hey, this lesson is awesome! Thanks for this. I want to be able to understand how chords are derived. similarly how the power chords are derived. This will enable me to derive chords without learning. please help me understand this theory! Thanks a lot!!

usmalemanusmaleman replied on September 30th, 2012

DAVE...I like the unit crest on your strap and proudly wore it in the 101st. I was in 3-502nd from 89 to 92. Strike Brigade! I assume you were too?

johnnyrockitjohnnyrockit replied on June 15th, 2012

Great Stuuf Thanks Dmac it's so helpful!

danrdanr replied on February 27th, 2012

Well, looks like that took me to the same place.......YukYuk......I'll be patient.............Thank You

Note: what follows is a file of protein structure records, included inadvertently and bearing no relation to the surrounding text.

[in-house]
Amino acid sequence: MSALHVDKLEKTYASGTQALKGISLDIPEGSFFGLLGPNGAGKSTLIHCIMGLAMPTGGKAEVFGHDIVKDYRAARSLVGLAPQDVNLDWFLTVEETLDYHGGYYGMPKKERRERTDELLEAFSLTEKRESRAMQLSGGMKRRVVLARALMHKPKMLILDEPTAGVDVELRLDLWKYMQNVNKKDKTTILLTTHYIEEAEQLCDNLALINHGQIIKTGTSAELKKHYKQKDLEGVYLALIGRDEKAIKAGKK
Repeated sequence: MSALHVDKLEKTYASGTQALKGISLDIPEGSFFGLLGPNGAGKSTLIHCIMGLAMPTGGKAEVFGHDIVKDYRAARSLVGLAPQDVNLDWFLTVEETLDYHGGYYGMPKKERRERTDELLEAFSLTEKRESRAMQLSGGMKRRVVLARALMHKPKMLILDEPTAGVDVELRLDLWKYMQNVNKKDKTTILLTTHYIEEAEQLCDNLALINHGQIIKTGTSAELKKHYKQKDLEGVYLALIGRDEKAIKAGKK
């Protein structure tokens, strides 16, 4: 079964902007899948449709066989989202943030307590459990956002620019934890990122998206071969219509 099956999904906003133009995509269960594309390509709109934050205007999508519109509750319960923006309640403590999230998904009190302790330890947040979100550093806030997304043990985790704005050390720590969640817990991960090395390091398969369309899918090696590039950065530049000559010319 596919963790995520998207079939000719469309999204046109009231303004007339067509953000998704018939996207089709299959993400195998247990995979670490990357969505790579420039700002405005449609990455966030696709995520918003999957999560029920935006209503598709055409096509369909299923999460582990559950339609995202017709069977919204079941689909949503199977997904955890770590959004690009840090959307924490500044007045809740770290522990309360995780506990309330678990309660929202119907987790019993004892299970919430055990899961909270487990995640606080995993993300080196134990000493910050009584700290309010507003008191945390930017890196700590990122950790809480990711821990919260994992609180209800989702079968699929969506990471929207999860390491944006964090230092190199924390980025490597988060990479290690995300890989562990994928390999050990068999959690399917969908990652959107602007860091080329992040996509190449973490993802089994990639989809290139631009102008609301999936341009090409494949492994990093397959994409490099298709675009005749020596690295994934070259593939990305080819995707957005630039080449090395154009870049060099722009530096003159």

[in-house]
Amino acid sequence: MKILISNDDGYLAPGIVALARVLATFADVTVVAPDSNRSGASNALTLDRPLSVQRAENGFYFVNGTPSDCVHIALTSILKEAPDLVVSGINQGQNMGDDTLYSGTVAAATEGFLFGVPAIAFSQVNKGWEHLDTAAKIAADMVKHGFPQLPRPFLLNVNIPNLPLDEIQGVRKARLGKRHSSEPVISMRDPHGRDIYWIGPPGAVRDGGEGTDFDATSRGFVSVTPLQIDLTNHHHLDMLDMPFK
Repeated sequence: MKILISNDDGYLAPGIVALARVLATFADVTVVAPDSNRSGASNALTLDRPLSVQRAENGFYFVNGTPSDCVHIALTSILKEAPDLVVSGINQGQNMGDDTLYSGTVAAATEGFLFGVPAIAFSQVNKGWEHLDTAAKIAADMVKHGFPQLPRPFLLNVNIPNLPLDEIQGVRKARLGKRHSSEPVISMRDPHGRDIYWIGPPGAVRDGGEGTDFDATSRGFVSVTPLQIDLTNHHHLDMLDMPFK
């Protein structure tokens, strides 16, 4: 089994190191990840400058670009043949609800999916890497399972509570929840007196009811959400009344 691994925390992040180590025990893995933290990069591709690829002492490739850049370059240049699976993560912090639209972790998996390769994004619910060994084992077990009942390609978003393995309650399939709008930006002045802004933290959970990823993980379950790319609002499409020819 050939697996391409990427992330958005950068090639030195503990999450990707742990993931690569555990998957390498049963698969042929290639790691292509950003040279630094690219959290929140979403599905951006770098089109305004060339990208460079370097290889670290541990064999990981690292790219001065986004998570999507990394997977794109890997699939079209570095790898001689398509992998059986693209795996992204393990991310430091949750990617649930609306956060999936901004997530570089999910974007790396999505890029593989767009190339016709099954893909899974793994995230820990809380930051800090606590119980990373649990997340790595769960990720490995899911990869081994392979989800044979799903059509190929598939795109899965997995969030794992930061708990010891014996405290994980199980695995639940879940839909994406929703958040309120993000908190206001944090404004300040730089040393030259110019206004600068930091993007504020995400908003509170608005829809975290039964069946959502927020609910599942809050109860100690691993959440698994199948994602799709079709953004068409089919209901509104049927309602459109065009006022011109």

danrdanr replied on February 27th, 2012

David, Lesson 4, chapt. 2, under Power chord "notes" refers to the third as "b5", does this mean a flat (b) 5 ? example: C5, having a fifth of "G", the third would be F#, or the third is 3 notes above C, making it an E ? What is this ? How is "b5" read or spoken? Thank You

danrdanr replied on February 27th, 2012

Hey David, Not sure what i'm doing here............posted a question yesterday i believe......most of the posts there are pretty old maybe this is a more direct route.....

dwg101dwg101 replied on February 19th, 2012

Dave Please post the tabs for the riff you played at the end of this lesson Thanks David

himagainhimagain replied on January 16th, 2012

Hey, Dave. I'm enjoying your lessons, but I've noticed as you progress through your lessons that the different guitars you use are tuned different. i.e. the silver Fender with the flag in lesson 4 is tuned 1 full step lower than the guitar you use in lesson 3. I'm not having trouble re-tuning, but without you pointing that out to some of your less experienced students, it may end up being a little confusing for them. Just sayin',,,,

cov99cov99 replied on October 12th, 2011